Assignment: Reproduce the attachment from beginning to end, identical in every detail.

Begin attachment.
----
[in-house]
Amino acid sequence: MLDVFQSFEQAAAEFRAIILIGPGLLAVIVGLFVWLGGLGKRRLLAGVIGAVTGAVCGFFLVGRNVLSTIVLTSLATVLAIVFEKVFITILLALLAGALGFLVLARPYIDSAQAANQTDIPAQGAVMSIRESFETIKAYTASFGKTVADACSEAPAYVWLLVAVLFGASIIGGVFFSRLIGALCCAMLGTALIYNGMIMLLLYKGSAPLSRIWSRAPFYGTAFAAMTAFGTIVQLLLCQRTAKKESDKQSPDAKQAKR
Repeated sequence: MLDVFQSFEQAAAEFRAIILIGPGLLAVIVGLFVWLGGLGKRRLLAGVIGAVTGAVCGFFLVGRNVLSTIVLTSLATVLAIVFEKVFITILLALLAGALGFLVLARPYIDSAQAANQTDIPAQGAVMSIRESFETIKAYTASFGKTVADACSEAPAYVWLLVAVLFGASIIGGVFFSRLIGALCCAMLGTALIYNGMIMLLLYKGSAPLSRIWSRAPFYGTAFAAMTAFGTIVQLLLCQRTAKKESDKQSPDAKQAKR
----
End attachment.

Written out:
[in-house]
Amino acid sequence: MLDVFQSFEQAAAEFRAIILIGPGLLAVIVGLFVWLGGLGKRRLLAGVIGAVTGAVCGFFLVGRNVLSTIVLTSLATVLAIVFEKVFITILLALLAGALGFLVLARPYIDSAQAANQTDIPAQGAVMSIRESFETIKAYTASFGKTVADACSEAPAYVWLLVAVLFGASIIGGVFFSRLIGALCCAMLGTALIYNGMIMLLLYKGSAPLSRIWSRAPFYGTAFAAMTAFGTIVQLLLCQRTAKKESDKQSPDAKQAKR
Repeated sequence: MLDVFQSFEQAAAEFRAIILIGPGLLAVIVGLFVWLGGLGKRRLLAGVIGAVTGAVCGFFLVGRNVLSTIVLTSLATVLAIVFEKVFITILLALLAGALGFLVLARPYIDSAQAANQTDIPAQGAVMSIRESFETIKAYTASFGKTVADACSEAPAYVWLLVAVLFGASIIGGVFFSRLIGALCCAMLGTALIYNGMIMLLLYKGSAPLSRIWSRAPFYGTAFAAMTAFGTIVQLLLCQRTAKKESDKQSPDAKQAKR